Property rights in Uganda often function to exclude women from lands they helped cultivate and built as a means of exerting economic power. Although Uganda’s constitution prohibits discrimination based on gender, it is not uncommon for local authorities to side with men during property disputes. Aisha visited FIDA offices in the hopes of getting back what she had spent so much of her time rebuilding, her home.
After being left with the home when her husband Muna relocated to the village as he had failed to find a decent income in their area, tragedy struck as the property was destroyed by rainfall, yet Aisha persevered and borrowed enough money to rebuild her house from the ground up, raising funds by traveling to the village for work and reinvesting what she made into her home. Thus you can imagine her shock and anger upon discovering that during one of her work trips, her husband had returned from the village and sold her home located in Kireka B, Kira Municipality. FIDA advised that a letter should be written to the LC chairperson and thus a letter was sent calling for a meeting to discuss the matter at locus.
On the appointed date, FIDA visited locus and the matter was discussed. Unfortunately Muna did not attend but the buyer was present as well as neighbours and the LC committee. The buyer agreed to pay Aisha Shs. 740,000 as compensation for the money she expended in reconstruction seeing as he also wasn’t willing to vacate the house unless she refunded the money he had paid for it.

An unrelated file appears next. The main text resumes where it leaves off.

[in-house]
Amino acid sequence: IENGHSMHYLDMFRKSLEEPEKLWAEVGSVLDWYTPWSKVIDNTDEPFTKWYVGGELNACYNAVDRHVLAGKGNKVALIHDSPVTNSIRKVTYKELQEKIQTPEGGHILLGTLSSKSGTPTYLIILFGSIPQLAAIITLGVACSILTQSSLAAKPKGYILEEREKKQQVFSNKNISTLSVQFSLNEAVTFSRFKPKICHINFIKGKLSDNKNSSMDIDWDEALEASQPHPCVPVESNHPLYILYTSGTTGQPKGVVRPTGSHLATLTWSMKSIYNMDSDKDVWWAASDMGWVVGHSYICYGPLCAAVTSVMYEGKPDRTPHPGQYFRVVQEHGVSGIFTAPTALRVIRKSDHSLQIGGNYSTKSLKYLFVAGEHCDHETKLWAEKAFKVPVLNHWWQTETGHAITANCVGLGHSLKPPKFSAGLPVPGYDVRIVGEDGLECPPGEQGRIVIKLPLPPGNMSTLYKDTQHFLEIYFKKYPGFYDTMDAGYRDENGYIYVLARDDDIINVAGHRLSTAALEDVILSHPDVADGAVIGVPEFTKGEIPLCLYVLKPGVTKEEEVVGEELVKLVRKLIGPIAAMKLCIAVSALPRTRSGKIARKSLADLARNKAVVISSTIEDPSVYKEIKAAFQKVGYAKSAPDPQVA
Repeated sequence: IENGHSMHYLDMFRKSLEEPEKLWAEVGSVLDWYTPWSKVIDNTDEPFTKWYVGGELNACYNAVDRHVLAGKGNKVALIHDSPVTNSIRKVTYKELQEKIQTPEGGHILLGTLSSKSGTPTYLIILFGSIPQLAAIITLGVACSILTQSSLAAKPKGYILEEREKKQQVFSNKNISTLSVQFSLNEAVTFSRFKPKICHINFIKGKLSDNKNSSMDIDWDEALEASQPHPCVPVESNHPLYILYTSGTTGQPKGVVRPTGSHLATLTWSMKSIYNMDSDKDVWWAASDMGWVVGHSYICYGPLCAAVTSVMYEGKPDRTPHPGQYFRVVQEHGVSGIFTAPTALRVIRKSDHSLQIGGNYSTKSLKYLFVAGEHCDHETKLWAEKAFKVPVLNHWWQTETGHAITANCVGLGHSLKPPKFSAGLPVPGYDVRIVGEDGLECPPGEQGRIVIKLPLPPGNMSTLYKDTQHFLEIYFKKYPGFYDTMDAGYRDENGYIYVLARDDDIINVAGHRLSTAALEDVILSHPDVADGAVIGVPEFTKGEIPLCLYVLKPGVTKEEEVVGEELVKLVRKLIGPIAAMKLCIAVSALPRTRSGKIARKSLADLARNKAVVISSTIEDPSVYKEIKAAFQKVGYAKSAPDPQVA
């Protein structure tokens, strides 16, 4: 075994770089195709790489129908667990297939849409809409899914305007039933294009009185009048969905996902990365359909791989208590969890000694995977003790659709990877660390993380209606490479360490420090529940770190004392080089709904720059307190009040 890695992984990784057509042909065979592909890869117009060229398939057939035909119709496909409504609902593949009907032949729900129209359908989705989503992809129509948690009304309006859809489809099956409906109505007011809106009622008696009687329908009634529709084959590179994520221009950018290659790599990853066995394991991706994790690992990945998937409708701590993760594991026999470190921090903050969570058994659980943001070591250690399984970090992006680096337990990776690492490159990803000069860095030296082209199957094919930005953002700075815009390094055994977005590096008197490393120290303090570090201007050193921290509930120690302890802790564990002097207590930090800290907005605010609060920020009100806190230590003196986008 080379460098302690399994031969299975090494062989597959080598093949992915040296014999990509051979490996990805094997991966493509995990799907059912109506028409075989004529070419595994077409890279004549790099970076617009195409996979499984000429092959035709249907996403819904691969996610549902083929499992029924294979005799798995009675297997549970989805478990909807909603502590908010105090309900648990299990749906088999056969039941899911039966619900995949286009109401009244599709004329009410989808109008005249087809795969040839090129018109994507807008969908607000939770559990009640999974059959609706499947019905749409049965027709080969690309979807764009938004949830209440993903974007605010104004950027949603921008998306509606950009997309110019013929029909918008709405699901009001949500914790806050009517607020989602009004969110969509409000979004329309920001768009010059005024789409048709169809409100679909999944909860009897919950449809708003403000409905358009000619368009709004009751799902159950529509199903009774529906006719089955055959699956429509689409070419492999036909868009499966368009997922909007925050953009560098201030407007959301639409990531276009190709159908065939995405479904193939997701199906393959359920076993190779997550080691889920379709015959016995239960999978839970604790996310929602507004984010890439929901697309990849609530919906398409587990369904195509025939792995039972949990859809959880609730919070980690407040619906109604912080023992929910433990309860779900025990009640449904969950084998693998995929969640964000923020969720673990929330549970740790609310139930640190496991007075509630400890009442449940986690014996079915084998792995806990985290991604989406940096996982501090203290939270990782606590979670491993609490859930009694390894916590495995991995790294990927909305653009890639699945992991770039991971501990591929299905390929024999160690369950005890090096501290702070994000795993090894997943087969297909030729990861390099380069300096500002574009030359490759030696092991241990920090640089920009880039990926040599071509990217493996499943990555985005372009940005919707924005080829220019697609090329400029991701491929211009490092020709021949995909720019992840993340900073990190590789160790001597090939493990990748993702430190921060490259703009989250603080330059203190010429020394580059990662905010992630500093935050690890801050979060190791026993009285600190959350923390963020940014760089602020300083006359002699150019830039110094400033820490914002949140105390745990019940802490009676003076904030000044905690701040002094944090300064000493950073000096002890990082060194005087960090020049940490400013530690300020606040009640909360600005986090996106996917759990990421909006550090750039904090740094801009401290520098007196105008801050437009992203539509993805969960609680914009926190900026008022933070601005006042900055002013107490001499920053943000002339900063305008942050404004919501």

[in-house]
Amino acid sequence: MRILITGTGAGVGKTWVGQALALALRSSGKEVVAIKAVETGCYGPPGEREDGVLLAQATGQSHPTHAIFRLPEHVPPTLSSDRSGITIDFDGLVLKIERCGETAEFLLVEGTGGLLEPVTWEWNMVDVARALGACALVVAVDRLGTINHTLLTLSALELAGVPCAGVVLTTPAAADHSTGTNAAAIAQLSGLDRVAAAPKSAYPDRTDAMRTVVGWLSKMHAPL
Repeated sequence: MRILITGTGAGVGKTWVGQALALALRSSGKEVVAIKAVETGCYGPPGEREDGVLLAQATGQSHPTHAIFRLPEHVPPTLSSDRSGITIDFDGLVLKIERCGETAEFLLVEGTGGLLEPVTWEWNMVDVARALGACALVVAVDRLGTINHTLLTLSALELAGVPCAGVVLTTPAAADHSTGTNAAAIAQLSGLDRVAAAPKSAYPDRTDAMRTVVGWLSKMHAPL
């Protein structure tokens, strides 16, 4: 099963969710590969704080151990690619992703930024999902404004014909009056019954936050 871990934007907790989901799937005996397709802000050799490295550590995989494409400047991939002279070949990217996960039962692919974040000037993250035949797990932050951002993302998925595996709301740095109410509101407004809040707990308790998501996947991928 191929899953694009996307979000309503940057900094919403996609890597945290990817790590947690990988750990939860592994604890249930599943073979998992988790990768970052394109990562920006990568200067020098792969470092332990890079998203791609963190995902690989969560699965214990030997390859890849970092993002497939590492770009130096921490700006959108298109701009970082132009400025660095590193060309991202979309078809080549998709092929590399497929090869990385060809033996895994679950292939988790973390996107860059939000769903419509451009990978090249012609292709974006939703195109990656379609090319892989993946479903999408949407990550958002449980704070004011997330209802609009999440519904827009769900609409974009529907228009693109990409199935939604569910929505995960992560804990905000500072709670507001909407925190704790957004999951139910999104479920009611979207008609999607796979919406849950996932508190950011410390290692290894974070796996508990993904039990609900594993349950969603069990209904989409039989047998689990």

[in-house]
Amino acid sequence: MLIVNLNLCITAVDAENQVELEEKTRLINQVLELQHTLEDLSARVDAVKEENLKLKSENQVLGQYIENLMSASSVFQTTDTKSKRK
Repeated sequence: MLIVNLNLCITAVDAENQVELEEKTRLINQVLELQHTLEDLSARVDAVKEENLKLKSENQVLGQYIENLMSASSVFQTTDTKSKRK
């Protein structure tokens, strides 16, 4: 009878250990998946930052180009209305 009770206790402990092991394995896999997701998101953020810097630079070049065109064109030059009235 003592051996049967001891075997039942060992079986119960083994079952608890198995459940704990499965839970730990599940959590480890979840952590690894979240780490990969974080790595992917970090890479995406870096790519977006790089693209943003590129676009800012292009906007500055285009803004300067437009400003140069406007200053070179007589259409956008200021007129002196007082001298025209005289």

Aisha agreed to take this money because she realized that Muna was the culprit in all this and that since his whereabouts were unknown, it would frustrate her call for justice. A Memorandum of Understanding was entered into by the parties and Aisha received Shs. 740,000 in cash upon signing. She was glad and stated that she would use the money to start up a small business to support herself and her son.
Such cases highlight the importance of amending property rights with more specific policy relating to the management of shared property as well as the need to protect women from coercive measures taken by their spouses. In such cases women are not treated by their spouses as co-owners of their home, but rather guests, enabling a dependency which can trap women in cycles of abuse or economic repression.